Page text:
Saudi Arabia

The Saudi economy is growing rapidly. Since 2002, Saudi Arabia has enjoyed budget surpluses every year and the country carried large cash reserves of $452 billion in 2009. Saudi Arabia is the largest free market economy in the region with a nominal GDP expected at $460 billion in 2009.

Medical Equipment and Healthcare Sector

Between now and 2016, the population of Saudi Arabia is expected to grow by more than 20%, from 23 million to 30 million, which, in turn, will create an unprecedented demand for healthcare services. Saudi Arabia remains the Gulf region's largest and most developed market for medical products and services, valued at $13.1 billion. The introduction of compulsory healthcare insurance, the gradually aging population, and greater material wealth along with an upsurge in lifestyle diseases all combine to boost demand for healthcare services.

From 2009 to 2016 health expenditures are expected to increase dramatically, even faster than the 20% rate of population growth. Over the same period, demand for hospital beds is likely to grow from 51,000 to 70,000, demand for physicians is likely to rise from 40,000 to 54,000 and the number of hospitals is likely to rise from 364 to 502. The government allocated $13.9 billion for the healthcare sector in the 2009 budget, 17% more than in 2008. The funds were used to finance 86 new hospitals with 11,750 beds and additional Primary Healthcare Centers (PHC). Government spending on the healthcare sector is expected to grow to over $20 billion by 2016 annually.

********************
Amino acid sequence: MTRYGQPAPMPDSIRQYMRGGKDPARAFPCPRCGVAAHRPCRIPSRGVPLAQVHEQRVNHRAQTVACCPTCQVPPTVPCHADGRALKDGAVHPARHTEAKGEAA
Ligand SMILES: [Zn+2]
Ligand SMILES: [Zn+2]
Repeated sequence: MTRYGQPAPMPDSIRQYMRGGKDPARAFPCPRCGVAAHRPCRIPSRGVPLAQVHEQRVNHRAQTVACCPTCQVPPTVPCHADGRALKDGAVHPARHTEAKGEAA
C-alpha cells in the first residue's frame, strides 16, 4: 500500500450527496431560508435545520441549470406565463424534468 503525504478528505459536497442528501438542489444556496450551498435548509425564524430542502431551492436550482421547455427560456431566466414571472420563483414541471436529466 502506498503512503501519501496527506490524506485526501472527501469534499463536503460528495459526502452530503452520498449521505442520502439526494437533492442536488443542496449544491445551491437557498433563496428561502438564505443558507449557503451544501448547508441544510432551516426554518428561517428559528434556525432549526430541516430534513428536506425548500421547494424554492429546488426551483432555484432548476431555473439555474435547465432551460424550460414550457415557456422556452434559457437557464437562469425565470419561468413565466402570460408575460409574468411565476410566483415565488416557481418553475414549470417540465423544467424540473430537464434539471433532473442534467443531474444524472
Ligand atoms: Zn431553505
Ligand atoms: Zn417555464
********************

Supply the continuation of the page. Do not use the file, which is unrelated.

Water Resources

Saudi Arabia is the third largest consumer of water per capita in the world, but has limited groundwater to tap. The country has been plagued by shortages in recent years, and with consumption from a rising population and economic growth set to soar. Desalination forms the backbone of the government's water strategy. Some 30 desalination plants have already been Start Printed Page 3207built by the state, but these have barely been able to keep pace with rising demand. Building on a master plan drawn up in 2002, the government has committed $6 billion a year to bolster the water sector over the next two decades.

Saudi Arabia's leaky water supply and wastewater pipeline network is also receiving massive investment, mainly through public private partnerships (PPPs). Wastewater treatment management is also being opened up to the private sector in a separate program. Mindful of the expense involved in all this and the need to conserve water, the Saudi Government is working on a number of large projects, primarily in the water and sewage sectors, in an attempt to meet the needs posed by rising population and industrial growth.